GLASGOW — Glasgow High School was recently named one-of-six model high schools in the U.S. by the International Center for Leadership in Education (ICLE).
GHS, along with 17 other model schools from across the nation, will present at ICLE’s 27th annual Model Schools Conference on June 23-26 in Washington, D.C. Representatives from GHS will discuss how the school has closed achievement and opportunity gaps.
ICLE’s mission is to "challenge, inspire, and equip today’s educators – both teachers and leaders – to prepare our students for lifelong success,” according to the organization’s website.
“We do this by identifying innovative practices from across the country, ensuring those practices make a positive impact on student learning, sharing those successful practices with educators through our conferences and keynote presentations, and helping schools bring them to scale with professional learning opportunities and hands-on consultation,” the website states. “At the heart of all we do is our proven philosophy that the entire system must be aligned around instructional excellence – rooted in rigor, relevance, and relationships – to ensure every student is prepared for a successful future.”
GHS Principal Amy Allen said the high school is honored to be named a model school.
“This designation is the result of the caring professionals at GHS who work extraordinarily hard to provide opportunities for our students,” Allen stated in a press release from Glasgow Independent Schools. “I am proud of the team at Glasgow High School and their desire to maximize students’ potential through rigorous learning experiences that are relevant to their lives.
“Most importantly, I am proud of the positive relationships that our team creates with our students and instilling in them the pride that comes with being a Scottie.”
GIS Superintendent Keith Hale said the school district is “proud of Glasgow High School and all the staff and faculty of Glasgow Independent Schools for this designation.”
“The key for continued success is to not only stay the course but also to make a commitment to customize, personalize, and communicate students’ educational experience,” Hale stated in the press release. “With this being said, Glasgow High School continues to put children in an environment that gives them the opportunity to maximize their potential and ensure every Scottie has multiple experiences for success.”
Bill Daggett, founder and chairman of ICLE, stated in the GIS press release that “we commend the 2019 Model Schools for prioritizing the creation of a supportive, systemwide culture of high expectations that is felt by teachers, leaders, students, parents, and the greater community.”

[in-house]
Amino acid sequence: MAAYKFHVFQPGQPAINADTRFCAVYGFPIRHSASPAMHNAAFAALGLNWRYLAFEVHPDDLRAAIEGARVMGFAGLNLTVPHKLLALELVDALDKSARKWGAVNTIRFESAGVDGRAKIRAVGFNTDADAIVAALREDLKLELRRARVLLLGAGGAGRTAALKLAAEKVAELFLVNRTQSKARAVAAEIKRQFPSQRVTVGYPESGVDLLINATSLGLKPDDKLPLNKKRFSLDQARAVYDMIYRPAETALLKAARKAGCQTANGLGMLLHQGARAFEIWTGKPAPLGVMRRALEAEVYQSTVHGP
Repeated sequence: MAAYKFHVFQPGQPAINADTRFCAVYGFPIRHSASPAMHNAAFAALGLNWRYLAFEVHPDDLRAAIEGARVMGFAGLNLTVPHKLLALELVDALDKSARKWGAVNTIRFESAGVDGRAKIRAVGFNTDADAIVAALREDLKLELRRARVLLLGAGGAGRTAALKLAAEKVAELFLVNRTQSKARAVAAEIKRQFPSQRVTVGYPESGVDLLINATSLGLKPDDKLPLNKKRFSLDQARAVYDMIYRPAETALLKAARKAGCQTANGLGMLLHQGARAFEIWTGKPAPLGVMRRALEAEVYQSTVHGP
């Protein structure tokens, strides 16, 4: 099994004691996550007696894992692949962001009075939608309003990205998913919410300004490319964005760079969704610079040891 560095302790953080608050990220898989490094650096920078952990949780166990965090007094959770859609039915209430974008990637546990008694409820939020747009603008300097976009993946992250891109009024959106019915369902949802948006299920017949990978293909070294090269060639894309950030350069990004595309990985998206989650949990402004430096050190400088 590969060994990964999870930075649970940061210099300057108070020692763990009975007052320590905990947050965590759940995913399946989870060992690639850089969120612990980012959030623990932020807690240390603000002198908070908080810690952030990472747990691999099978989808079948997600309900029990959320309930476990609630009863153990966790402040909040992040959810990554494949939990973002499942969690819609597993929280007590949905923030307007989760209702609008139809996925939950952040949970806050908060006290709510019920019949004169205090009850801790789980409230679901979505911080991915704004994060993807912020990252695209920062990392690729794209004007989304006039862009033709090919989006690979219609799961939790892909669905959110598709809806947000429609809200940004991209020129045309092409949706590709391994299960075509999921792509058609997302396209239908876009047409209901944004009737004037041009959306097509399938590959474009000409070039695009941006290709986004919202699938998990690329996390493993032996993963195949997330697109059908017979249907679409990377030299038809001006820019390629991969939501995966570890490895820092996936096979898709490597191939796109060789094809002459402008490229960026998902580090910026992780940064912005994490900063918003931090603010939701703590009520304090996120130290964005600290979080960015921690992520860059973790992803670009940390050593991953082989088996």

“Now more than ever, it’s critical educators and leaders have the opportunity to exchange practical and effective ideas and research-based strategies that will help to prepare students for lifelong success,” Daggett said. “We’re thrilled to host this year’s Model Schools Conference in our nation’s capital, and look forward to hearing how these trailblazing practitioners are implementing actionable, sustainable change to transform their school’s culture.”
According to the GIS press release, while GHS has over 70 percent of its students qualifying for free-or-reduced lunch, the high school has “created a culture of greatness where relationships and innovative opportunities for students reign.”
“GHS uses the mindset of ‘greatness’ and ‘Scottie Pride’ to remove economic and societal barriers for students and improve the trajectory of their lives after graduation,” the press release states. “Glasgow High School is a testament that ensuring access and opportunity to rigorous learning for all students generates academic growth, post-secondary options, and an inspiring culture.”
GHS maximizes student and teacher potential through open enrollment for advanced classes and creating relevant career opportunities for students based on their interests, according to the press release.
When Kentucky Education Commissioner Wayne Lewis visited Glasgow earlier this school year, he told the Glasgow Daily Times that GHS seems to offer “a wide variety of opportunities for kids — which I think is really, really important.”
“There’s no two kids that are alike,” Lewis said. “Kids have diverse passions. They have different things they want to do after high school, and so I think it’s important to have a plethora of things that kids get to choose from, ensuring that every path that they might take is rigorous — but having a diversity of pathways, I think is really, really important.
“The other thing that I really love about what they’re doing here is, to be frank, they are data folks, outcomes focussed — they use outcomes, they use data to guide their decision-making, to guide the strategies that they’re using to move student outcomes.
“I think there’s a lot of things we can learn across the state from the approaches that they’re using here.”